[Show abstract] [Hide abstract] ABSTRACT: Background: In certain cancers, expression of CXCL16 and its receptor CXCR6 associate with lymphocyte infiltration, possibly aiding anti-tumour immune response. In other cancers, CXCL16 and CXCR6 associate with pro-metastatic activity. In the current study, we aimed to characterise the role of CXCL16, sCXCL16, and CXCR6 in ovarian cancer (OC). Methods: CXCL16/CXCR6 expression was analysed on tissue microarray containing 306 OC patient samples. Pre-treatment serum sCXCL16 was determined in 118 patients using ELISA. In vitro, (primary) OC cells were treated with an ADAM-10/ADAM-17 inhibitor (TAPI-2) and an ADAM-10-specific inhibitor (GI254023x), whereupon CXCL16 levels were evaluated on the cell membrane (immunofluorescent analysis, western blots) and in culture supernatants (ELISA). In addition, cell migration was assessed using scratch assays. Results: sCXCL16 independently predicted for poor survival (hazard ratio=2.28, 95% confidence interval=1.29–4.02, P=0.005), whereas neither CXCL16 nor CXCR6 expression correlated with survival. Further, CXCL16/CXCR6 expression and serum sCXCL16 levels did not associate with lymphocyte infiltration. In vitro inhibition of both ADAM-17 and ADAM-10, but especially the latter, decreased CXCL16 membrane shedding and strongly reduced cell migration of A2780 and cultured primary OC-derived malignant cells. Conclusions: High serum sCXCL16 is a prognostic marker for poor survival of OC patients, possibly reflecting ADAM-10 and ADAM-17 pro-metastatic activity. Therefore, serum sCXCL16 levels may be a pseudomarker that identifies patients with highly metastatic tumours.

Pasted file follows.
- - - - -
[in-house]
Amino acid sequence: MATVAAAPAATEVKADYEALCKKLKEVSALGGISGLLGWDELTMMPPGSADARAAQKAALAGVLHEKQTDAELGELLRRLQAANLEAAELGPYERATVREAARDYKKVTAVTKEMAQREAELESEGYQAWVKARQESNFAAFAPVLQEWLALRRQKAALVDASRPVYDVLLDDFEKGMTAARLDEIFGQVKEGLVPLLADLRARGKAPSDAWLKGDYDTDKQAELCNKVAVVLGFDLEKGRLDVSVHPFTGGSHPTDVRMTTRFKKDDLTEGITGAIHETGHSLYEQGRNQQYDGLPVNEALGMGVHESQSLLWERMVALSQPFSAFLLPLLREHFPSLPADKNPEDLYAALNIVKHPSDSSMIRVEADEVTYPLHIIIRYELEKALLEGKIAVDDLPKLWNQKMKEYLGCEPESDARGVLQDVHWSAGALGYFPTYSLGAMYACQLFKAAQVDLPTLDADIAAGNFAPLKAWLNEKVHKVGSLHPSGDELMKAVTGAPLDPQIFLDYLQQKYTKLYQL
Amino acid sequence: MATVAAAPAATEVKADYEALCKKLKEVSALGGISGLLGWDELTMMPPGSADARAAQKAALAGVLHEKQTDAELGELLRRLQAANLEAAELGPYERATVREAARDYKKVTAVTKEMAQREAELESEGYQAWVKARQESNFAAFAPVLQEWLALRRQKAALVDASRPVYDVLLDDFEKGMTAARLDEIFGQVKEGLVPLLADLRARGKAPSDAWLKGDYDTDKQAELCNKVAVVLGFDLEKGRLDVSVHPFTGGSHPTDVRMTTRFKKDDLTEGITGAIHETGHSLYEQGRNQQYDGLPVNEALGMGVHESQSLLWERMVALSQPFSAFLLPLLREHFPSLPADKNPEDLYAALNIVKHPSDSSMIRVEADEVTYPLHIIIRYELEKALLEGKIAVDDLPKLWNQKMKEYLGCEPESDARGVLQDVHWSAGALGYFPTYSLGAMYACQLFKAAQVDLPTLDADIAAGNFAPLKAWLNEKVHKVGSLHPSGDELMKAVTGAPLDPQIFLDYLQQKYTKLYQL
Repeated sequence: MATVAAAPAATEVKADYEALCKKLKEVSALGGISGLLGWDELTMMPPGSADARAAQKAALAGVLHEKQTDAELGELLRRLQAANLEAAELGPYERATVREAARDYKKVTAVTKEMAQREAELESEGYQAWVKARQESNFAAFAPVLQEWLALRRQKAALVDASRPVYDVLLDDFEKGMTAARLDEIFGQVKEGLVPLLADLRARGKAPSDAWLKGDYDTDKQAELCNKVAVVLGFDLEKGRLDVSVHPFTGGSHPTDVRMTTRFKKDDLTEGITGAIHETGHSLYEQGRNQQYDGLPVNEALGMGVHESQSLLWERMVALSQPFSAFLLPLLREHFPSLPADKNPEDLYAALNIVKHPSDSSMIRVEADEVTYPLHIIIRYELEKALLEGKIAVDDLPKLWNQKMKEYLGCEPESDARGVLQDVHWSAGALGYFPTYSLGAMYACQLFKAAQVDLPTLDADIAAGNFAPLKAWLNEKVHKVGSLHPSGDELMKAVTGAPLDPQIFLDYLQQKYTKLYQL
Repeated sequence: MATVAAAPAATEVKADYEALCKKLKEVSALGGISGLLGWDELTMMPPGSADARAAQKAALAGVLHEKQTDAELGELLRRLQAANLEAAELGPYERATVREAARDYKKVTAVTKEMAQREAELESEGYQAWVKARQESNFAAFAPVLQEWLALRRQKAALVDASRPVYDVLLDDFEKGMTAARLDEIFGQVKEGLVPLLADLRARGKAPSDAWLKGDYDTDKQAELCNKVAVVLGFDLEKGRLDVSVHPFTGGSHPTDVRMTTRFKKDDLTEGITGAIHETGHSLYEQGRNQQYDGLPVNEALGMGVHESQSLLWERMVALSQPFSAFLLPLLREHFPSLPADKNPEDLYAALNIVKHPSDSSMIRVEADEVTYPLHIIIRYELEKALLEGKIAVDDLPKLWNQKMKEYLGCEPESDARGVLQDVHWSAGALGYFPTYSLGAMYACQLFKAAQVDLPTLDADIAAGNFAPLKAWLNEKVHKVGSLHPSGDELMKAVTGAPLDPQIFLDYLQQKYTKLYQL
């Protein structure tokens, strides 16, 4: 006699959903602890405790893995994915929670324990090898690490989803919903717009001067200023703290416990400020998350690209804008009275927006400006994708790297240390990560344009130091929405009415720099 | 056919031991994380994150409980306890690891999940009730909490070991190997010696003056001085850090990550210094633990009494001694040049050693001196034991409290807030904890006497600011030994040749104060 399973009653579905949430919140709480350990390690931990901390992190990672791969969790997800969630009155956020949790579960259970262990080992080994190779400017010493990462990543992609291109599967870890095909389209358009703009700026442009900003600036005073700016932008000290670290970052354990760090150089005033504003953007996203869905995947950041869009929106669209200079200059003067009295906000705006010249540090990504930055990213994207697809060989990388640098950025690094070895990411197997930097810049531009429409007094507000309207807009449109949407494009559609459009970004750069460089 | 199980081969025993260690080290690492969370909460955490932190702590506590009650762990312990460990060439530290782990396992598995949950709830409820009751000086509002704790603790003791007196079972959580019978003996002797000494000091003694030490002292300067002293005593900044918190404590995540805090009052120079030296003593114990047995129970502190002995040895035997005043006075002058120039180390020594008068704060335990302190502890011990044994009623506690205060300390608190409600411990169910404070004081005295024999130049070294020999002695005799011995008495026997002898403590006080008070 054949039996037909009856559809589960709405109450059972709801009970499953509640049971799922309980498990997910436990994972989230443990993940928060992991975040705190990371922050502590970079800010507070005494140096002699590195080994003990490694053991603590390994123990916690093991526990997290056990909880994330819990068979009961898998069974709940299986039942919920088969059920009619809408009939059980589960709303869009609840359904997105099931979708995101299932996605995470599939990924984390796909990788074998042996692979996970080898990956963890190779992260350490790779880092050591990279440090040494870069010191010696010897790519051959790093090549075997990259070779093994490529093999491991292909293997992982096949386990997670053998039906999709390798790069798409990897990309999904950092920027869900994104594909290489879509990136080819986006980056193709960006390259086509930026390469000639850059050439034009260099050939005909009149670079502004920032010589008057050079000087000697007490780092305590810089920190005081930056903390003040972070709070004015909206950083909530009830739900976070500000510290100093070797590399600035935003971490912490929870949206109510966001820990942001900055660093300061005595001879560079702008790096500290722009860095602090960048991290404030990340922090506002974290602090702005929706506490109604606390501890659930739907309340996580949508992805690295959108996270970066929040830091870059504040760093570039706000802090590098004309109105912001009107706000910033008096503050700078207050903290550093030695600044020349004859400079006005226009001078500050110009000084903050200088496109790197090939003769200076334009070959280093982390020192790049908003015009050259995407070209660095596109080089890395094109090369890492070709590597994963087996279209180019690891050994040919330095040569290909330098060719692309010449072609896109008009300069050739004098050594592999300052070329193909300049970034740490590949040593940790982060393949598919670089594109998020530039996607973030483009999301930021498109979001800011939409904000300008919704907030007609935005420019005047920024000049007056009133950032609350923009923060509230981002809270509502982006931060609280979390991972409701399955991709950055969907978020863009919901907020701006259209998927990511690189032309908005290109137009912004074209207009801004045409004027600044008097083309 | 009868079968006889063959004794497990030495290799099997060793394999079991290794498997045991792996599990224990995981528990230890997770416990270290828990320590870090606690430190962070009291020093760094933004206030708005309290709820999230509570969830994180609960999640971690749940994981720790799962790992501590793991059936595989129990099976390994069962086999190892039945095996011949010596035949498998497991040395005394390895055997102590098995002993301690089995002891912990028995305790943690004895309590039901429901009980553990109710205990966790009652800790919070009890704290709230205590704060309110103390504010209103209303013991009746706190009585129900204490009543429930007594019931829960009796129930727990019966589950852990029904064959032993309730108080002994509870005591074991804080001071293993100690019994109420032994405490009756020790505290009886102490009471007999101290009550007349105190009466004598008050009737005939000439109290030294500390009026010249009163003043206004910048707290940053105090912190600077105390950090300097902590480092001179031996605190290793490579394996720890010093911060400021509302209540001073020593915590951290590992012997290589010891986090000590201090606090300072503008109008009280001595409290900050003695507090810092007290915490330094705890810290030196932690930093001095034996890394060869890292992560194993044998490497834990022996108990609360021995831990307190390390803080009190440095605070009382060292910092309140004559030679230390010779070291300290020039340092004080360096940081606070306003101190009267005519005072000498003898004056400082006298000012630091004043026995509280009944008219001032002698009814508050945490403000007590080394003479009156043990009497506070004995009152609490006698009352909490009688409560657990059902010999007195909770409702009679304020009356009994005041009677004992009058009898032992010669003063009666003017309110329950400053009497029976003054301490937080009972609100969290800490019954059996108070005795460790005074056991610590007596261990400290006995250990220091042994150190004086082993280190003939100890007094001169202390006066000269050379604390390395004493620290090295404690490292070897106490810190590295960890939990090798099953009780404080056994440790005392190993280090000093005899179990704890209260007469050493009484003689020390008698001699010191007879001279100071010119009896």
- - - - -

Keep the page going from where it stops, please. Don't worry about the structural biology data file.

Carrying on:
Full-text · Article · Feb 2014 · British Journal of Cancer
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    • "e l s e v i e r . c o m / l o c a t e / y t a a p trafficking, adhesion, hematopoiesis, and angiogenesis (Kruizinga et al., 2009 ). Chemokines, which are secreted from normal tissues and sometimes from cancer cells, attract cells by engaging receptor molecules located on the cell surface. "
    [Show abstract] [Hide abstract] ABSTRACT: Environmental exposure to arsenic is known to cause various cancers. There are some potential relationships between cell malignant transformation and C-X-C chemokine receptor type 4 (CXCR4) expressions. Metastasis, one of the major characteristics of malignantly transformed cells, contributes to the high mortality of cells. CXCR4 and its natural chemokine ligand C-X-C motif ligand 12 (CXCL12) play a critical role in metastasis. Therefore, identification of nutritional factors which are able to inhibit CXCR4 is important for protection from environmental arsenic-induced carcinogenesis and for abolishing metastasis of malignantly transformed cells. The present study demonstrates that apigenin (4', 5, 7-trihydroxyflavone), a natural dietary flavonoid, suppressed CXCR4 expression in arsenic-transformed Beas-2B cells (B-AsT) and several other type of transformed/cancer cells in a dose- and time-dependent manner. Neither proteasome nor lysosome inhibitor had any effect in reducing the apigenin-induced down-regulation of CXCR4, indicating that apigenin-induced down-regulation of CXCR4 is not due to proteolytic degradation. The down-regulation of CXCR4 is mainly due to the inhibition of nuclear factor κB (NF-κB) transcriptional activity. Apigenin also abolished migration and invasion of transformed cells induced by CXCL12. In a xenograft mouse model, apigenin down-regulated CXCR4 expression and suppressed tumor growth. Taken together, our results show that apigenin is a novel inhibitor of CXCR4 expression. This dietary flavonoid has the potential to suppress migration and invasion of transformed cells and prevent environmental arsenic-induced carcinogenesis.
    Full-text · Article · Jun 2013 · Toxicology and Applied Pharmacology